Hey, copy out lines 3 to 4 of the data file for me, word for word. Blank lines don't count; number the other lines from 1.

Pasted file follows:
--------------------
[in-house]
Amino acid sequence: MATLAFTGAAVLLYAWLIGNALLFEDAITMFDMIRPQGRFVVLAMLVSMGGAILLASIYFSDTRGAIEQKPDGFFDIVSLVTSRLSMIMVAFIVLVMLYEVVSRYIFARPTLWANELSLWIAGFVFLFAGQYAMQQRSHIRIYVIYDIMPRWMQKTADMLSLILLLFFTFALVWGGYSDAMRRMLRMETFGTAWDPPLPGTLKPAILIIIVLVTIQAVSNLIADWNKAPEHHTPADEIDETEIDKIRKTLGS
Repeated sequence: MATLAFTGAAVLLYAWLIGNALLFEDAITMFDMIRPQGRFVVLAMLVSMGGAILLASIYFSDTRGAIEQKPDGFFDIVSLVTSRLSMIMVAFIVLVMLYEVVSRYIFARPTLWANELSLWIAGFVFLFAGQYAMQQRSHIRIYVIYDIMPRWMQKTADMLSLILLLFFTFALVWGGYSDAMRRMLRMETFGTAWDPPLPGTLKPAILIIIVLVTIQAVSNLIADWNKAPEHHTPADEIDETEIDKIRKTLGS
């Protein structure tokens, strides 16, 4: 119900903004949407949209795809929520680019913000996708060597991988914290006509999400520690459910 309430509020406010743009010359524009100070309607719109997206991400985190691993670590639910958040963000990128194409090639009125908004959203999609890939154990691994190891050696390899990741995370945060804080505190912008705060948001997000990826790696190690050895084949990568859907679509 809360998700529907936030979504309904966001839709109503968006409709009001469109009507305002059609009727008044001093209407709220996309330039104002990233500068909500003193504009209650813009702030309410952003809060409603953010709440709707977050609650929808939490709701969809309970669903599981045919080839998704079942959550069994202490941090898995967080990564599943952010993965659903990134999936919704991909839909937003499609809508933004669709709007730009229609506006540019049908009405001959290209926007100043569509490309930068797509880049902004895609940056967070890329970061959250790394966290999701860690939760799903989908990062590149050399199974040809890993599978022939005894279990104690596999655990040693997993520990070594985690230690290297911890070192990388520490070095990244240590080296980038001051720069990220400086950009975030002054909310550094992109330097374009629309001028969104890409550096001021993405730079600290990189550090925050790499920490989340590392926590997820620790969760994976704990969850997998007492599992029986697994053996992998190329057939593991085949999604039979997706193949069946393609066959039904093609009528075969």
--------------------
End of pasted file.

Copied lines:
Repeated sequence: MATLAFTGAAVLLYAWLIGNALLFEDAITMFDMIRPQGRFVVLAMLVSMGGAILLASIYFSDTRGAIEQKPDGFFDIVSLVTSRLSMIMVAFIVLVMLYEVVSRYIFARPTLWANELSLWIAGFVFLFAGQYAMQQRSHIRIYVIYDIMPRWMQKTADMLSLILLLFFTFALVWGGYSDAMRRMLRMETFGTAWDPPLPGTLKPAILIIIVLVTIQAVSNLIADWNKAPEHHTPADEIDETEIDKIRKTLGS
């Protein structure tokens, strides 16, 4: 119900903004949407949209795809929520680019913000996708060597991988914290006509999400520690459910 309430509020406010743009010359524009100070309607719109997206991400985190691993670590639910958040963000990128194409090639009125908004959203999609890939154990691994190891050696390899990741995370945060804080505190912008705060948001997000990826790696190690050895084949990568859907679509 809360998700529907936030979504309904966001839709109503968006409709009001469109009507305002059609009727008044001093209407709220996309330039104002990233500068909500003193504009209650813009702030309410952003809060409603953010709440709707977050609650929808939490709701969809309970669903599981045919080839998704079942959550069994202490941090898995967080990564599943952010993965659903990134999936919704991909839909937003499609809508933004669709709007730009229609506006540019049908009405001959290209926007100043569509490309930068797509880049902004895609940056967070890329970061959250790394966290999701860690939760799903989908990062590149050399199974040809890993599978022939005894279990104690596999655990040693997993520990070594985690230690290297911890070192990388520490070095990244240590080296980038001051720069990220400086950009975030002054909310550094992109330097374009629309001028969104890409550096001021993405730079600290990189550090925050790499920490989340590392926590997820620790969760994976704990969850997998007492599992029986697994053996992998190329057939593991085949999604039979997706193949069946393609066959039904093609009528075969």